sparkplug

                                              Spark Plug

Advertisements

10. Parnassus: 3D Software

gears

                              Gears

Learning 3D Software

I loved and still love Photoshop. Of the many things the software can do, drop shadows are really nice – that is if you are looking down or straight ahead at an object. If you tried to create a box on a table with natural shadows, at least in the early days of the software, the best you could do was fake it. One day a buddy of mine, named David Chalk, came to my studio and told me I should learn 3D. He suggested I start with Alias Sketch, so I got it and began the tutorials.

I had met someone at a Mac Expo who used 3D programs. He told me if I wanted to learn 3D, I had do the tutorials three times. I used that advice for every software program I tried to learn after that. He also said: “the wonderful thing about 3D is that when I wake up in the morning and think of an image I know I can create it. The only problem is whenever I look up at the clock it’s always 3 AM”. He wasn’t kidding.

I worked hard to learn Sketch. You would build shapes, or models, like box primitives or more complex things. Giving them a color was next. The default color was garishly shiny, but you could make the surface matte too. You could also add lights. When things were finally set up you had the software ”render” the image, which was analogous to dropping film off at a lab. Unfortunately, it took that long, or longer, to see a final image. Rendering, not to mention learning 3D software itself, was painfully slow.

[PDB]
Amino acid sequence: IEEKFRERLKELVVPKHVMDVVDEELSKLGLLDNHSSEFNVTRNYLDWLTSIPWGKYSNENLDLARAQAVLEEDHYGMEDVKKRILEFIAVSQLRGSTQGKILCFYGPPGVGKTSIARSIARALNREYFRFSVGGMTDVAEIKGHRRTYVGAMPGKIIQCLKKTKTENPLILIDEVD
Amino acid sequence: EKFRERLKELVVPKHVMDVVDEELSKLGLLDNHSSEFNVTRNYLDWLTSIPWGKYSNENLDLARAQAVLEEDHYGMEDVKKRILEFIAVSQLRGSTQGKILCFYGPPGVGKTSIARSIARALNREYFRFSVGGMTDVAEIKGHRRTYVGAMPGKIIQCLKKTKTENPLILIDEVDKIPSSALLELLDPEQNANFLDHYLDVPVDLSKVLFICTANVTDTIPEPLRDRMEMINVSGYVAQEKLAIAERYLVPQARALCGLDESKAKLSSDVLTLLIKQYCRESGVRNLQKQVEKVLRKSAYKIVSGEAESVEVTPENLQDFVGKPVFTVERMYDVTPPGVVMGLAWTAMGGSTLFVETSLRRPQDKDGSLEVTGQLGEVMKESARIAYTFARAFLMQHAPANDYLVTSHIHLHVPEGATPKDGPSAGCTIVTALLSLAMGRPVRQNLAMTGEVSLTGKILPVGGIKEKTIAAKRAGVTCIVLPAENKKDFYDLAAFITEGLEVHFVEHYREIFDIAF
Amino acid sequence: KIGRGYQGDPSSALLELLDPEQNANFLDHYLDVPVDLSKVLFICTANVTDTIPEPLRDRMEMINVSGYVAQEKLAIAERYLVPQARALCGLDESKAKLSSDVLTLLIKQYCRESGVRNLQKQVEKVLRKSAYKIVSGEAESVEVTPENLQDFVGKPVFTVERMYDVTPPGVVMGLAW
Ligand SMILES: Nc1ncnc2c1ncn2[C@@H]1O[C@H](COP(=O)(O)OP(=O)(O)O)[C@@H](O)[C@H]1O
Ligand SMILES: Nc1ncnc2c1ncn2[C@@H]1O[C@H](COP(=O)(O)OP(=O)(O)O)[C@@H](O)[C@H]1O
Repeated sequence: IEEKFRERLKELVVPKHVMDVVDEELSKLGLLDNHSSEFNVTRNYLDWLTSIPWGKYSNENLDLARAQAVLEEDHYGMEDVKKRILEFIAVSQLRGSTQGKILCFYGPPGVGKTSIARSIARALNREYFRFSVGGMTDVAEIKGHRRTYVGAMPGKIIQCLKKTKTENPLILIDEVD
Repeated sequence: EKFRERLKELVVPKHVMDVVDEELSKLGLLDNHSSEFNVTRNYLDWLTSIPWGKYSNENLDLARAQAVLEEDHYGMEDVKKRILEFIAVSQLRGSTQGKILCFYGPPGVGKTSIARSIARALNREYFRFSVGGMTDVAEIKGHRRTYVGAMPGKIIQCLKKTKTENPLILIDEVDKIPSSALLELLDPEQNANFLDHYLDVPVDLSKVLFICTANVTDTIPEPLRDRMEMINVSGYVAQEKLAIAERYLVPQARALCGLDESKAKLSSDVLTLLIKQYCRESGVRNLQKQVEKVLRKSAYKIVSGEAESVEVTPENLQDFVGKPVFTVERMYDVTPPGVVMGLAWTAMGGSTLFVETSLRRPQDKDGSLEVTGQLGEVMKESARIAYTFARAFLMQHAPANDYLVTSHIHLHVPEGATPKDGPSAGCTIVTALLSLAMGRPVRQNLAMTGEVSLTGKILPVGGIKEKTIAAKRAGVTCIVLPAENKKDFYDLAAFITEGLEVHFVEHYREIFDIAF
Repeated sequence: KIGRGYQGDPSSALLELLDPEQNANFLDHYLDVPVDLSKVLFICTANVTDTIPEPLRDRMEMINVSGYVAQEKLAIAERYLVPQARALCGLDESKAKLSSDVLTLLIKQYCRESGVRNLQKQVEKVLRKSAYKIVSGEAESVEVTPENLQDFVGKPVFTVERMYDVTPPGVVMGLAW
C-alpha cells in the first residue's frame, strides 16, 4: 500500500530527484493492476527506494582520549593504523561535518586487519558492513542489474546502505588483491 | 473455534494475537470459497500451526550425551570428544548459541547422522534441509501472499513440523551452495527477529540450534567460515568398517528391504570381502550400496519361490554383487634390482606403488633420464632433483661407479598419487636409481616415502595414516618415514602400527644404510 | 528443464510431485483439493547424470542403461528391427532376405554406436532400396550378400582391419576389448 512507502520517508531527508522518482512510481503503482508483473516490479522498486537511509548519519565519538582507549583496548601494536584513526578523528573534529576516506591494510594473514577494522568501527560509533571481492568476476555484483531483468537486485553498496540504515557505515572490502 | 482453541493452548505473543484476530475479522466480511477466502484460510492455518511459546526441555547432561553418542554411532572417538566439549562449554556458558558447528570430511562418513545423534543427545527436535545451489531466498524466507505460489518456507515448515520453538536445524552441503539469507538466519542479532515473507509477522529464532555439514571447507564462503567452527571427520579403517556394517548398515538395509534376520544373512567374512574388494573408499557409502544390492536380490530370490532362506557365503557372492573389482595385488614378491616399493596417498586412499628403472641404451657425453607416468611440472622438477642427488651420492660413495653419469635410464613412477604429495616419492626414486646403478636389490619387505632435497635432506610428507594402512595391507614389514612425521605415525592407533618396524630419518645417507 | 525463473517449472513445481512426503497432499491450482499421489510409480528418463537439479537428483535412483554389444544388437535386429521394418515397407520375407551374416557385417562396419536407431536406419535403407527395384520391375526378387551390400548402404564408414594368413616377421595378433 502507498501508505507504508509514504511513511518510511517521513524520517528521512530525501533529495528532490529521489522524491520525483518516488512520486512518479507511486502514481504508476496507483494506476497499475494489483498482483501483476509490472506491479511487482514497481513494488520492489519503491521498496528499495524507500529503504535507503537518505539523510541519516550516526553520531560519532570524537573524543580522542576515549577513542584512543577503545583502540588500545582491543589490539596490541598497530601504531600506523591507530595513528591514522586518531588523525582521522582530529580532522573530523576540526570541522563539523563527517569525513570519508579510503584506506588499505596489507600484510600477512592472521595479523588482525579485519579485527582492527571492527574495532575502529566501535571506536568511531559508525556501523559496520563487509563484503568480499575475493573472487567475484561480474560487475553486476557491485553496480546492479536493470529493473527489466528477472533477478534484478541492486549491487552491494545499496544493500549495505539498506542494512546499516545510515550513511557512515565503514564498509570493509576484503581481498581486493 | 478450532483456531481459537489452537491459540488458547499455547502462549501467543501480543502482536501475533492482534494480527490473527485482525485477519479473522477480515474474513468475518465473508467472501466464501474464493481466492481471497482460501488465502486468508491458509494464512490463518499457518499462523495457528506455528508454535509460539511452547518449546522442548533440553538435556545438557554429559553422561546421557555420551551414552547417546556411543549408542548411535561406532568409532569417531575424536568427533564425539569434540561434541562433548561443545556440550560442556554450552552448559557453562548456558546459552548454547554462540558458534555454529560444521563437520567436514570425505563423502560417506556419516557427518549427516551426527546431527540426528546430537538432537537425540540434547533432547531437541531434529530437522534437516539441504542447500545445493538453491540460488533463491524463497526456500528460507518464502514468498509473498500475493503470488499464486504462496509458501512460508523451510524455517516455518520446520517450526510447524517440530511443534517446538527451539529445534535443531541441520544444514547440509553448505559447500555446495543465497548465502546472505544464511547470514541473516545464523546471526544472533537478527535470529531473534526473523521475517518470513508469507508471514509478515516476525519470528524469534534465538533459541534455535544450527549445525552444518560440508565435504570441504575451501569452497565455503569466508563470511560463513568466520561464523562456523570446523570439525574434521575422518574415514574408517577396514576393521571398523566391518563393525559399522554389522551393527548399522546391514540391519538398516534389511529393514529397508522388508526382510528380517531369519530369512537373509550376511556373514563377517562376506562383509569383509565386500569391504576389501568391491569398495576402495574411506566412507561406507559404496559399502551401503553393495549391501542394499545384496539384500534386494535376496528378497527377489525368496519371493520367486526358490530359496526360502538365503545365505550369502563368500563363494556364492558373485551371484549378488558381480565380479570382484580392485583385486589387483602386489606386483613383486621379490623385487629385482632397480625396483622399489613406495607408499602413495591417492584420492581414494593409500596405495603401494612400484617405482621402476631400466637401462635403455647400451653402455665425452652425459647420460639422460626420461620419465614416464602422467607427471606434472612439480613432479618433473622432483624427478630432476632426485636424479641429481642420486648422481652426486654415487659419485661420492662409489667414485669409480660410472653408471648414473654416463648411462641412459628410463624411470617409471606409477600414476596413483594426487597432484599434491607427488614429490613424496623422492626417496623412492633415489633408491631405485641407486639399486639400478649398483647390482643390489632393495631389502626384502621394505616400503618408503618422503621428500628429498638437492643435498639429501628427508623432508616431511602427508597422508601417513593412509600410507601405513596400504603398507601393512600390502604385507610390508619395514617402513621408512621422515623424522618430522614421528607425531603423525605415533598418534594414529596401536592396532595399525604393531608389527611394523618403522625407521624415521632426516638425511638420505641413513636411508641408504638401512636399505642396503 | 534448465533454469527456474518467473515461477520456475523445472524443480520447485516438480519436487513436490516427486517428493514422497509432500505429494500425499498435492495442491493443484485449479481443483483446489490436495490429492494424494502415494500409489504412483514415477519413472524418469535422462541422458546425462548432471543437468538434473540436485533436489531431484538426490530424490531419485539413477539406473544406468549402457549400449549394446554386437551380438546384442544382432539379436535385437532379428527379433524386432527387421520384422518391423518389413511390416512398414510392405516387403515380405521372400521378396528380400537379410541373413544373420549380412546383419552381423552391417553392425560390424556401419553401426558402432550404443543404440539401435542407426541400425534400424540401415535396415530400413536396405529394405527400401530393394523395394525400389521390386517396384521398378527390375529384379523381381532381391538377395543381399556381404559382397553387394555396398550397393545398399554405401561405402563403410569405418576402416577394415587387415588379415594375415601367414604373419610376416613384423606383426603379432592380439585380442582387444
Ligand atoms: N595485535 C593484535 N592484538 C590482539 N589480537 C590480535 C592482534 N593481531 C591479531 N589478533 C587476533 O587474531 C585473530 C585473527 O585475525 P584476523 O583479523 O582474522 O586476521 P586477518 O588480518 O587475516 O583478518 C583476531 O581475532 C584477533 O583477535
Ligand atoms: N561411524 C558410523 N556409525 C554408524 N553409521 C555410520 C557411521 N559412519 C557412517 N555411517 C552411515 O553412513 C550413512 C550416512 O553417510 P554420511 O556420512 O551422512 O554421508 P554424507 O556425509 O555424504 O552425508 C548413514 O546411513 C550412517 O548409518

One day when I was wrestling with a practice scene, I discovered that you could move lights in the 3D environment. I jumped out of my chair for joy. “This is just like still life! I know this.” I was so excited.  No need to leave the studio. No need to shop for props. Just build your own props and create natural backgrounds, or whatever you want, to make a scene. It was very exciting.

My First 3D Assignment

As my confidence began to build, along with blind courage, I decided to call one of my still life clients at Graphic Arts Monthly Magazine. I asked her if she would hire me to illustrate an article for her. She was very nice and said: “Sure, illustrate the rising cost of paper in the printing industry.”

Uh oh. What have I done? What kind of assignment is that? All my prior still life assignments were simple: here’s the layout, here’s the product, light it and send us the film. Now I had to come up with a visual to match an idea. It seemed like it was something very new, and yet I had done that many times whenever I thought up a still life set for my portfolio.